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  • Hey Danny –

    I’m with the others on how this is punchy and playful and “more’ish” in its vibe. I’ve always been tickled by the idea of falling for some strangely discovered “part” of someone (as in a diary or letters or old home movies found in a box). The gap between who we are in our private pieces/places and who we are in the world is so interesting… So is the idea of being seen in our vulnerability. I hope to see where this story takes it all! 

    In general, I share the previous thoughts about “voice” and have what may be a slight variation on the ideas about dialogue. Personally, unless I am being taken somewhere fantastical or historical where I need the information to situate myself and understand everything, I don’t enjoy a lot of description of place or action unless it directly affects my understanding of the characters or the moment. What do I mean by this? I’ll jump right to examples because I always learn better that way myself... I beg forgiveness in advance for playing with this material and for the way I wind up framing the characters through my choices! I’m really just wanting to help illustrate some of what has already been offered about how we can play with understanding of character and with “psychic distance” (I learned that language in this group, lol!) through description, gesture, and contextual cues.

    EXAMPLE 1:

    “Does this derriere belong to you?”

    “I beg your pardon,” I blurted as Steve used one well-trimmed, obsessively clean fingernail to push a photocopy over to my side of his enormous and immaculate desk [a way to let the reader know a few key things about Steve and his managerial style, his person, with just the gesture of sliding the photocopy over]. Hadn’t my mother’s generation [grandmother’s? Not sure how old this character is supposed to be] thrown themselves under racehorses and burned bras so that I didn’t have to talk about this? Aren’t we deep into the heart of the movement? I shouldn’t have to look at half-baked pornography with my boss before I’ve even had a coffee [tea? Could even add something in about how Clare had said she would make her a cup before she’d been summoned and it would be getting cold – this is a way to introduce Clare early and could give us a little feel for how Nathalie’s mind is not really in this meeting.].

    “It’s black and white. It could be anyone’s bum.” I pushed it back toward him with only my middle finger, hoping he would notice [now we know a little something about how she feels about him and can feel a bit about her personality].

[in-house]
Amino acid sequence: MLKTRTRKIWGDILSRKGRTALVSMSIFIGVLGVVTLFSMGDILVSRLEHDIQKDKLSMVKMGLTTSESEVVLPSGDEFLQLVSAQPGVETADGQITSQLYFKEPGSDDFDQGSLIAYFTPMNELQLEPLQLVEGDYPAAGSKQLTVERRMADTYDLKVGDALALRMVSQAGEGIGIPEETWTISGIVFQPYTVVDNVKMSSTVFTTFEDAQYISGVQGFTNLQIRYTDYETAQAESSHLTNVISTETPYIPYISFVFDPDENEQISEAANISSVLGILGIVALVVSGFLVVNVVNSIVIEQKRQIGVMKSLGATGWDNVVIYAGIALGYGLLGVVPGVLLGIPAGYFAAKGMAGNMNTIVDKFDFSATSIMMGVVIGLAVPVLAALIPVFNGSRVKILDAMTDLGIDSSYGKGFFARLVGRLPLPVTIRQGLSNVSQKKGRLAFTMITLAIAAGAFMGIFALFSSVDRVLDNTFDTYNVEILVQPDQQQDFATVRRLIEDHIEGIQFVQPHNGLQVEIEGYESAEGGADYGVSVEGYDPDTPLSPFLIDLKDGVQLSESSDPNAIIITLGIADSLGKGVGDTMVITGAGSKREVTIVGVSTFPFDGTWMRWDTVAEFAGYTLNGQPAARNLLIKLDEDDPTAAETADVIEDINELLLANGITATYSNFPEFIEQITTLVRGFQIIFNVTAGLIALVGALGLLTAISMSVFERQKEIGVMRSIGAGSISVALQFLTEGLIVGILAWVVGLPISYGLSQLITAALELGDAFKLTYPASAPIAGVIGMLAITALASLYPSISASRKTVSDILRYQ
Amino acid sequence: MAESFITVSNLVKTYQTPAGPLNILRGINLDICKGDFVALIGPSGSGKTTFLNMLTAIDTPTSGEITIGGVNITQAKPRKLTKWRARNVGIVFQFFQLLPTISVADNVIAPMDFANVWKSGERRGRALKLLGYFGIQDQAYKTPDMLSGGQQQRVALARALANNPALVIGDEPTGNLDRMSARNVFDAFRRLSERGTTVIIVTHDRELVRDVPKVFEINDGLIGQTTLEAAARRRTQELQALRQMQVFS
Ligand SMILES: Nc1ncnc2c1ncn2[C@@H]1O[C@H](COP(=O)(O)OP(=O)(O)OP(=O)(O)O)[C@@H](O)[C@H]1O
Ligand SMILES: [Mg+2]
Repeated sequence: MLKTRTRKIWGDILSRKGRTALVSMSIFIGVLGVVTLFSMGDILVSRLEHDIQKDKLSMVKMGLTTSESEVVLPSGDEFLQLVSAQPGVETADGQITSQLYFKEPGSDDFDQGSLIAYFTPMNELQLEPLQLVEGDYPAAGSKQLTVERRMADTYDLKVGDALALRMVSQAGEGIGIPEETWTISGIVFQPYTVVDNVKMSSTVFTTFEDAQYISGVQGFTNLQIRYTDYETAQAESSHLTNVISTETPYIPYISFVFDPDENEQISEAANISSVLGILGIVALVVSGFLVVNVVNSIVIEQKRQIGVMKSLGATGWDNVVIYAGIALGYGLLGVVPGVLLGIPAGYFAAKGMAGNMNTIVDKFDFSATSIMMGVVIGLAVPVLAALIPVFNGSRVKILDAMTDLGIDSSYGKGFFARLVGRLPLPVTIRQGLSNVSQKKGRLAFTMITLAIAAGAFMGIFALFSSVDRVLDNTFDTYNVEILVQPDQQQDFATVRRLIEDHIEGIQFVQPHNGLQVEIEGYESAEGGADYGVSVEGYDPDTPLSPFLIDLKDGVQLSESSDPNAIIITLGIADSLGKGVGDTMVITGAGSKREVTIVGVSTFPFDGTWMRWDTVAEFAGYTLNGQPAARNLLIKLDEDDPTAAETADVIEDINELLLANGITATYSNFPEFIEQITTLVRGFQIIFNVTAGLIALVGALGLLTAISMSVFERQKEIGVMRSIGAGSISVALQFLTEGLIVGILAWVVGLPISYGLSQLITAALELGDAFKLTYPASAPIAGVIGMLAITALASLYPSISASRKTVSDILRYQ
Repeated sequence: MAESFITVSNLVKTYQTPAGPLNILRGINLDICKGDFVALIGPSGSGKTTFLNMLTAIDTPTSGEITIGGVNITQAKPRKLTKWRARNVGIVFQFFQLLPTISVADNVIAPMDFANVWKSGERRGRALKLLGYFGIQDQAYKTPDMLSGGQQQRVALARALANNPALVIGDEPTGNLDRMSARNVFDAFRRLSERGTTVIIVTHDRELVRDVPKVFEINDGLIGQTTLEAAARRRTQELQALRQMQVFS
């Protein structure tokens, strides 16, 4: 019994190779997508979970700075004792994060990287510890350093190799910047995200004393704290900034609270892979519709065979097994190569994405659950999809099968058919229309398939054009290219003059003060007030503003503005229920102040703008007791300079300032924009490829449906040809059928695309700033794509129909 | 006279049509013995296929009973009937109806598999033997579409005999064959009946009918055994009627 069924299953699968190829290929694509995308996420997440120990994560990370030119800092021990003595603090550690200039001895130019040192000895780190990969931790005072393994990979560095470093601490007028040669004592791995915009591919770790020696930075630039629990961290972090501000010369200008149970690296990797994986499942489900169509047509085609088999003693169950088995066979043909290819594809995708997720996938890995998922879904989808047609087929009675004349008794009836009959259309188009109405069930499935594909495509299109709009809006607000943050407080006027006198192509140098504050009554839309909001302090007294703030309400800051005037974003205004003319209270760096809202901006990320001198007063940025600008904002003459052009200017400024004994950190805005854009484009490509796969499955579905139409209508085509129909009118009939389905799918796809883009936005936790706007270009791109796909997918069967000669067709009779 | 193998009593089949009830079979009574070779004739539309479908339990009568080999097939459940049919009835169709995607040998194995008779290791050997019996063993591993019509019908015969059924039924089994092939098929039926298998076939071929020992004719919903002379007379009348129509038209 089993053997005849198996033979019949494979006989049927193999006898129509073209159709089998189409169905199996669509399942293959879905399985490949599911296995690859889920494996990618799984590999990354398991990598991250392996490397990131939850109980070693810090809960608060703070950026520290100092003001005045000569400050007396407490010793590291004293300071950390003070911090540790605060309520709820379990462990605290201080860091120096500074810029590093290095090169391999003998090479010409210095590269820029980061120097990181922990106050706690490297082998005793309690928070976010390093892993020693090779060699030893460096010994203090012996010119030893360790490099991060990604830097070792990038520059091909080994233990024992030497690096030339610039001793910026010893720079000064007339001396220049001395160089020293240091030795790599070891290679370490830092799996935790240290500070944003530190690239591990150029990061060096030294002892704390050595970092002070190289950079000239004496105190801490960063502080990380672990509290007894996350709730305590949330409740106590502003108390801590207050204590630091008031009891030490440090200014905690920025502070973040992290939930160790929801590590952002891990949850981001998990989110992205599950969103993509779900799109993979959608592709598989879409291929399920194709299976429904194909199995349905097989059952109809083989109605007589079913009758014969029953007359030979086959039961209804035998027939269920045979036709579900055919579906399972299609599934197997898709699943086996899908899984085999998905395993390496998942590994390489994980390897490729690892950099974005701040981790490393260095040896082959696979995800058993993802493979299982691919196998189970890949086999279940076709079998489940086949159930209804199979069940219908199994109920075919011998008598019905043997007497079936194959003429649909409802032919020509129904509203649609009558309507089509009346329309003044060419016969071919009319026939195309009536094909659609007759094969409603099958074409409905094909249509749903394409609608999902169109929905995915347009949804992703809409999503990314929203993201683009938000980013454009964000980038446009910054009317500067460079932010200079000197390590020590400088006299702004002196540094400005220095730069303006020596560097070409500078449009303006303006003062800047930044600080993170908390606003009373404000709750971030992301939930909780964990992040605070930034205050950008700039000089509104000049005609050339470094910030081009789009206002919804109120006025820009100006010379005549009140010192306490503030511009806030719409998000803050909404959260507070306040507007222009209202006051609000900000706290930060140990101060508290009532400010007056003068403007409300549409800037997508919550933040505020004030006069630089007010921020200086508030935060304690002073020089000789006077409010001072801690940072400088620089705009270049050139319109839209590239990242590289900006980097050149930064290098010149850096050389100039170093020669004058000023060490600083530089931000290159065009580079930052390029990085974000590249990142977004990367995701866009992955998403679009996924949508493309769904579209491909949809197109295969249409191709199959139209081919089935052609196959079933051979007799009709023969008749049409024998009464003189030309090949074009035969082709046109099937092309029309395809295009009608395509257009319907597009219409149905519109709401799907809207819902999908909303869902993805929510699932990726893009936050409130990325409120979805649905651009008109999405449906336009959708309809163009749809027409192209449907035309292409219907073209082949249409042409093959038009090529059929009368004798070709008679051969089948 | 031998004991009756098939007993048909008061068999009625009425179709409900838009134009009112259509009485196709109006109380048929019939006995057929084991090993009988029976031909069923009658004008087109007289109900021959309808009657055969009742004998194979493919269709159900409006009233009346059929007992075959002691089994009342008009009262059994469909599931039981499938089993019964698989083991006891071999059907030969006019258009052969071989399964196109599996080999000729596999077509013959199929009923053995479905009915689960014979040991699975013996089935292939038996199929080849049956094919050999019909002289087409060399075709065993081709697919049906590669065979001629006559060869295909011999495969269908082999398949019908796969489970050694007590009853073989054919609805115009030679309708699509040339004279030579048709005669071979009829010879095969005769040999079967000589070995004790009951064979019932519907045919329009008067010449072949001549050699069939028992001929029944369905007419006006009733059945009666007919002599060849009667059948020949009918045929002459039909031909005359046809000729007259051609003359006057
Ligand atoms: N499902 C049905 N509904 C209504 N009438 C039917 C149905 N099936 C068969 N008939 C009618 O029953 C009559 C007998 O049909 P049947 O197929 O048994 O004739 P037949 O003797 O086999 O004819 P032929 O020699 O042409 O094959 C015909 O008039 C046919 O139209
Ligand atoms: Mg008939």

“Well it’s not mine, is it?” He laughed, “I don’t wear short skirts, black tights and G-Strings.” I let his hideous hammer-on-pipe office clock tick into my growing irritation and hoped my silence would be contagious [as Rick already mentioned, the sound of the clock can become an anchor for the reader’s sense of tension in the scene and knowing that Nathalie finds it ugly augments the sense of voice].

    EXAMPLE 2:

    ‘What was that about?’ Clare had covered my coffee with a plate, the angel, and picked out one of the good Danishes before the marketing department had savaged the box [this tells you something about Clare’s thoughtfulness, about the office dynamics].

    ‘Arses.’

    ‘What?’

    ‘Arses.’ I sipped the gratefully strong blackness of my coffee then took a bite of the Danish, releasing a moaned and muffled ‘thank you’ over toward Clare’s pod [again, little details that, in this case with my choices, make it clear that Nathalie isn't afraid of bitter drinks and isn’t shy of talking with her mouthful but that she is also someone who says ‘thank you’].

    ‘He wanted to talk to you about arses?’

    ‘Yep.’

    ‘Whose?’

    ‘Mine I think. Somebody left a photocopy of their bum on his chair, probably on Friday.’ 

    Clare tore a tiny bite of her Danish off and nibbled at it like a bird [more info about Clare with just a gesture and still feeling like it’s through Nathalie’s eyes].

    ‘Was it you?’

    ‘No.’

    ‘You were quite drunk on Friday.’

    ‘I think I’d remember doing that, anyway it definitely isn’t mine.’

    ‘How do you know?’

    ‘There’s not enough of it.’

    (to be continued)


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